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Erik Kain

Erik writes about video games at Forbes and politics at Mother Jones. He's the contributor of The League though he hasn't written much here lately. He can be found occasionally composing 140 character cultural analysis on Twitter.

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18 Responses

  1. greginak says:

    “because part of what conservatism stands for is organic, market-driven growth and individual choice”

    Part of the problem is these words, which are all good, become simplistic platitudes when uttered to much. It’s fine to believe in them, even I as an evil librul, think they are good. The assumption that they are always the most salient and only issues is rarely answered. I can’t even begin to count how often all markets are considered to have the same dynamics in conservative talk. Conservatives often come off as dogmatists for simply insisting on the same handful of buzzwords in every case. Now it might be possible to show how those concepts have a solid logical basis, but it takes a wonk to do that. To many conservative plans read as:
    1 apply conservative principles
    2 things work perfectly
    3 the end

    So I agree, bring on the conservative wonks who can dig into the details.

    I don’t think Medicare is seen to easily scale up to include more people. There needs to be a solution for small business which the health care exchanges are aimed at. The liberal view, as much as I can represent it, is that markets have severe limitations in health care and have failed in a major way.Report

  2. mike farmer says:

    I’m sorry, but I don’t buy this whole premise offered by Miller. It almost sounds as if there is awe at what the liberals have accomplished, when in fact there should be horror, and the conservatives are complicit — the Republicans should feel guilt for helping, not shame for not out-wonking them.

    The conservatives had their shot, with Reagan and with Bush, and they blew it. The conservatives had a nation ready and willing to have government give power and responsibility back to them and the conservatives misread it. The conservatives thought if they didn’t play the liberal game, they would scare people and lose power, wouldn’t be accepted by the power elites in Washington, so they grew government and they hid like cowards when the liberals barked and called them reactionaries or made them look like monsters. Then people saw it was all a game and said — “If you’re giving, then we’ll take” — or they just said — “Fuck it”.

    The covervatives didn’t, and don’t, have the courage of their convictions, not in politics — the politicians are politicans and they can’t win now by out-tinkering and out-wonkering, trying to guide the process gently back to sanity. Every move they make to try to stem the tide of statism by offering alternatives will be shouted down as anti-progressive, mean-spiritied and uncaring. The conservatives helped create the statist monster and they don’t have what it takes to slay it. There are only two things that can stop the statist behemoth now — citizens saying enough is enough and resisting statism with revolutionary zeal, which is not not likely to happen, because there is no party in politics to back them, or government collapse, which is very likely to happen.Report

  3. One of the things I have argued frequently is that liberalism is not always bad as a generator of ideas. The problem is that there’s often a heavy overreach. Conservatism checks that. Ideally they work together to move the country forward at a safe and responsible pace.Report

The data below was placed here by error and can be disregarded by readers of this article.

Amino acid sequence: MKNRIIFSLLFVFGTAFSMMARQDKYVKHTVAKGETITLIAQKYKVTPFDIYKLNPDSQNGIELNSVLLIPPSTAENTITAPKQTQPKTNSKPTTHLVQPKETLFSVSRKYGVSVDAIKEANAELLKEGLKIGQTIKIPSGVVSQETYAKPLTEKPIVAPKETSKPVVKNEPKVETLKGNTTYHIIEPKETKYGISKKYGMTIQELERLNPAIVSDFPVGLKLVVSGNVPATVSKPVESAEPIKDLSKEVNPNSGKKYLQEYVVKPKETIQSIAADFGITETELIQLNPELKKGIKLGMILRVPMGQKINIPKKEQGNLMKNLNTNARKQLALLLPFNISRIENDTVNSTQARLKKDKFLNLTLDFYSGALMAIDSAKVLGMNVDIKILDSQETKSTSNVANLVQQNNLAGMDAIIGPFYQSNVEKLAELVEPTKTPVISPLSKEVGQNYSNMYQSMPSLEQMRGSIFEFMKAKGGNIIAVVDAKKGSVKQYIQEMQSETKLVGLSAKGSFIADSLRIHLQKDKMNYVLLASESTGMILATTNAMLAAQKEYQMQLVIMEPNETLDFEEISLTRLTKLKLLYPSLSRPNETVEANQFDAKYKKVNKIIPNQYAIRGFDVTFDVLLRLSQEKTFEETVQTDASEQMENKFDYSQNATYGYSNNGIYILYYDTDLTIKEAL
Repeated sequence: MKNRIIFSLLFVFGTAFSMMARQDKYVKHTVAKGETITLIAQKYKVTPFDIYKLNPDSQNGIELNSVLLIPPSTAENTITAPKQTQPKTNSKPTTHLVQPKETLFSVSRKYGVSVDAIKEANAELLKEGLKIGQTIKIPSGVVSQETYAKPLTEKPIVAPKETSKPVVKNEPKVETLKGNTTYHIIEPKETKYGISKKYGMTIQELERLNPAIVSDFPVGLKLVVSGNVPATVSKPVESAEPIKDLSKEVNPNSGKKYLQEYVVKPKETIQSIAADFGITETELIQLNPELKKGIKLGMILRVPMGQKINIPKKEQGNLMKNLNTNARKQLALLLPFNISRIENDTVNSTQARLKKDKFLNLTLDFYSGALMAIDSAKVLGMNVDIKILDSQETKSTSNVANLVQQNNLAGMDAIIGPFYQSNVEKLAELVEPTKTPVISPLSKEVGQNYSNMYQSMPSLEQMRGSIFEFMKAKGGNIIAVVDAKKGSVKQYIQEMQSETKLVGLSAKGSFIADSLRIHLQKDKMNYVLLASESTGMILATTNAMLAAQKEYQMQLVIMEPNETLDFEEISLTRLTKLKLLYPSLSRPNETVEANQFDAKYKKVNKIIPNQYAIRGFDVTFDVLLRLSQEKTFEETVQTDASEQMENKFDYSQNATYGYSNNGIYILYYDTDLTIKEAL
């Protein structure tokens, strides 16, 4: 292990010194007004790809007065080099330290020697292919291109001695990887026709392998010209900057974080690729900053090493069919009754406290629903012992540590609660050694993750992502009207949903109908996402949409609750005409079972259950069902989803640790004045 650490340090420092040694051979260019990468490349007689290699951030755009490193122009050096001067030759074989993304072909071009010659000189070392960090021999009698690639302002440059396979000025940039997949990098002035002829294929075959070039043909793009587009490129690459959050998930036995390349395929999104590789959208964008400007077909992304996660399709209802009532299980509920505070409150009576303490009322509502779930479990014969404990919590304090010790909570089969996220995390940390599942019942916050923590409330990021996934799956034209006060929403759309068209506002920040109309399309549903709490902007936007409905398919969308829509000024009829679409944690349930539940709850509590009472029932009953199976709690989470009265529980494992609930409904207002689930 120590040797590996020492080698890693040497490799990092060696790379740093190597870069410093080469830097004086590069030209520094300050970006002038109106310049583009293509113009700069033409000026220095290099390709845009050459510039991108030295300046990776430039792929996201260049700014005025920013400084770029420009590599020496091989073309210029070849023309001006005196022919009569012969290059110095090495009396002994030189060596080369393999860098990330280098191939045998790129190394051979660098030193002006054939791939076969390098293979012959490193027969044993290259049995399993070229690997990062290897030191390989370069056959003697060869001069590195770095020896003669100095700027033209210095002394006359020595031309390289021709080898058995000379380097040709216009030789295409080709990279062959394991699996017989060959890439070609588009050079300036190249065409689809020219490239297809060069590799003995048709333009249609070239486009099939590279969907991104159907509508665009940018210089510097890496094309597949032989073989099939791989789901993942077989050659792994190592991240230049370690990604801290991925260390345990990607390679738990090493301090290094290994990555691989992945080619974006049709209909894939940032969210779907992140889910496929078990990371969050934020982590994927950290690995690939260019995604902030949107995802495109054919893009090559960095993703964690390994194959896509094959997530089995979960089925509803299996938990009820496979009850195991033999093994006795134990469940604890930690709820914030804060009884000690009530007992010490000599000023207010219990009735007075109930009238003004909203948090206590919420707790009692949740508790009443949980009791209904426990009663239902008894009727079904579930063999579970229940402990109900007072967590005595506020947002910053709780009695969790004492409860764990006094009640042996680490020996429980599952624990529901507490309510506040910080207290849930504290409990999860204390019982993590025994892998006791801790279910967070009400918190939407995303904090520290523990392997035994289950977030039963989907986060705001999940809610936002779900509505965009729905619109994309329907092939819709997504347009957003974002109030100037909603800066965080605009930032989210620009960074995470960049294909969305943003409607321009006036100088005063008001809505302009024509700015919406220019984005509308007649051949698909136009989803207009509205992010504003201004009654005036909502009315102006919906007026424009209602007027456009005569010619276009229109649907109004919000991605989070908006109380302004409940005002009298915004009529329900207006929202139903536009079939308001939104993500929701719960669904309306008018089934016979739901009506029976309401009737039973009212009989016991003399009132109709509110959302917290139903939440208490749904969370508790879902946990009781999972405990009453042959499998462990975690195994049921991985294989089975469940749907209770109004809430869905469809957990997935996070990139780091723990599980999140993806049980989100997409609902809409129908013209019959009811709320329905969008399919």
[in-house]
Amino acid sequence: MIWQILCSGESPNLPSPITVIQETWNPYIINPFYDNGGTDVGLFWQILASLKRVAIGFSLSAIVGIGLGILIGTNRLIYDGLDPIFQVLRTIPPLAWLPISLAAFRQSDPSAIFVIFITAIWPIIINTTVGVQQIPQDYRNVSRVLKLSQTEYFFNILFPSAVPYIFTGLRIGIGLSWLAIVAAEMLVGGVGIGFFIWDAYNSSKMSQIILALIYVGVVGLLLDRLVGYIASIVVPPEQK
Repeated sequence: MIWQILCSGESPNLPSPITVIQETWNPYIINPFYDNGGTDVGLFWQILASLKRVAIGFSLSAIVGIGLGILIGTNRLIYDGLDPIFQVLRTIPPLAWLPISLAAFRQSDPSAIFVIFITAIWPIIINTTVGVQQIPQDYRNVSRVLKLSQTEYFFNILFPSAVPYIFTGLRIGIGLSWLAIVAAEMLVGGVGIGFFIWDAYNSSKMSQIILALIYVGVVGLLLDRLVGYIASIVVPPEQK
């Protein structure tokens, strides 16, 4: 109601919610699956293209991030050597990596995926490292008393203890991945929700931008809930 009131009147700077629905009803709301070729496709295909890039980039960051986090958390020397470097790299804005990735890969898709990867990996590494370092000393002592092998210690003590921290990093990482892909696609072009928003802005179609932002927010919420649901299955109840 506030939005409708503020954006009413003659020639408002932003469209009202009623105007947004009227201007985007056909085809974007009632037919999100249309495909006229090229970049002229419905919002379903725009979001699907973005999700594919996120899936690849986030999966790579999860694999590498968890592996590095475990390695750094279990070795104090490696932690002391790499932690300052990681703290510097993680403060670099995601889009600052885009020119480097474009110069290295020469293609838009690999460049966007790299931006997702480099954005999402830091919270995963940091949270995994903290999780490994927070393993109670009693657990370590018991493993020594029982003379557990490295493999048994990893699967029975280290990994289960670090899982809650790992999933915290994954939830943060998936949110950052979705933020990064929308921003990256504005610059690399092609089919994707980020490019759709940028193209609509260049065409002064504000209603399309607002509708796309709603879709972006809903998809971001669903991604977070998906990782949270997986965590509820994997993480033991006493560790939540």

4. Dan Miller says:

    I think you’re right that what needs to be done is intra-coalitional. A good analogy might be the intra-left fight over single payer health care. It took a lot of argument and discussion amongst lefties to get people to accept that a pure single-payer plan wasn’t a viable option (in fact, you’ll still occasionally see splits over this, as in the highly public fight waged by the California Nurses Association). It took years to get everyone on the same page as to what the bare minimum we’d be willing to accept was. But now, the groundwork has been laid, and basically the entire progressive movement can work on pushing what they see as a politically viable yet acceptable bill.

    Similarly, conservatives are going to have to figure out a compromise between their movement and reality, both in the form of physical/fiscal reality (global warming, health care) and public opinion. It’ll probably have to include some form of cost controls for health care (because our fiscal structure goes *crunch* if it doesn’t); it’ll also have to include Social Security, although there are changes that could be made within that structure like means testing, raising the retirement age etc. But this process will have to take place before it’s possible for conservative government to really work.Report

  5. Dan Miller says:

    As for your question about Medicare expansion–I believe “Medicare for All” would be logistically equivalent to a single payer (or so indicates this old Ezra Klein post). We’d love it if we could get it, but no way does that pass the Senate (probably not even the House). No way would it be “more palatable to conservatives”, at least not the kind who actually get elected.Report

    • Michael Drew in reply to Dan Miller says:

      Yeah, it’s a little odd to ask that question, as much as E.D. says he’d give the idea a listen. I have a suspicion he’d give a listen and say, ‘No thanks.’

      Obviously, if the leftern half of Democracia as it exists today was located smack-dab in the middle of the center-right of American politics (where anything needs to be to pass), we’d have Medicare for all, as many Europeans do. The reason we don’t is that the center-right in this country (as measured in global political terms) actually occupies the center-left of our politics (Ben Nelson, Mary Landrieu, etc.). And so we don’t.Report

      • Michael Drew in reply to Michael Drew says:

        And E.D., if you really are for Medicare for all, all I can say is that’s fantastic. Can I interest you in an intermediate step that could very well lead us there if it turns out to be popular enough, and there is enough political support for then going the full monty?Report